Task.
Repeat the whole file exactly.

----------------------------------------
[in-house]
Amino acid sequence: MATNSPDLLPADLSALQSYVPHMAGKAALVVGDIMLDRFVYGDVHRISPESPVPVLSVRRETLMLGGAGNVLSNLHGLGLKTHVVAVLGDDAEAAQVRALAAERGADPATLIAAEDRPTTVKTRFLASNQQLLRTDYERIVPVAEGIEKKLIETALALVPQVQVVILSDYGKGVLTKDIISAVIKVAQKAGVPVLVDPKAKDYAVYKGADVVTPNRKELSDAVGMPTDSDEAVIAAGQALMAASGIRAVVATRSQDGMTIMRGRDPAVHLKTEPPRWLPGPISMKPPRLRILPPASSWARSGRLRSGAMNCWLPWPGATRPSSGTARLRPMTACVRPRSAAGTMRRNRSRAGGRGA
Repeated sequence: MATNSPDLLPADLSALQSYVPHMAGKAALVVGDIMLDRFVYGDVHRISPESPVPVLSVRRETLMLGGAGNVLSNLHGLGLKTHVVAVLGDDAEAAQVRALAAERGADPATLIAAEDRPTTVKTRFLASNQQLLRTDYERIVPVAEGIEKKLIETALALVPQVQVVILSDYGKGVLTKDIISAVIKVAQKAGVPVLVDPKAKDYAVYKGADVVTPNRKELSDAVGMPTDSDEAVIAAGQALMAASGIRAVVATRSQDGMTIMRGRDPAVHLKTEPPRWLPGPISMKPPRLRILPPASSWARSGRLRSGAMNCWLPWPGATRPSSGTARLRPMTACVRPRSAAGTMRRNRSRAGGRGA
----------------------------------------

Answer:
[in-house]
Amino acid sequence: MATNSPDLLPADLSALQSYVPHMAGKAALVVGDIMLDRFVYGDVHRISPESPVPVLSVRRETLMLGGAGNVLSNLHGLGLKTHVVAVLGDDAEAAQVRALAAERGADPATLIAAEDRPTTVKTRFLASNQQLLRTDYERIVPVAEGIEKKLIETALALVPQVQVVILSDYGKGVLTKDIISAVIKVAQKAGVPVLVDPKAKDYAVYKGADVVTPNRKELSDAVGMPTDSDEAVIAAGQALMAASGIRAVVATRSQDGMTIMRGRDPAVHLKTEPPRWLPGPISMKPPRLRILPPASSWARSGRLRSGAMNCWLPWPGATRPSSGTARLRPMTACVRPRSAAGTMRRNRSRAGGRGA
Repeated sequence: MATNSPDLLPADLSALQSYVPHMAGKAALVVGDIMLDRFVYGDVHRISPESPVPVLSVRRETLMLGGAGNVLSNLHGLGLKTHVVAVLGDDAEAAQVRALAAERGADPATLIAAEDRPTTVKTRFLASNQQLLRTDYERIVPVAEGIEKKLIETALALVPQVQVVILSDYGKGVLTKDIISAVIKVAQKAGVPVLVDPKAKDYAVYKGADVVTPNRKELSDAVGMPTDSDEAVIAAGQALMAASGIRAVVATRSQDGMTIMRGRDPAVHLKTEPPRWLPGPISMKPPRLRILPPASSWARSGRLRSGAMNCWLPWPGATRPSSGTARLRPMTACVRPRSAAGTMRRNRSRAGGRGA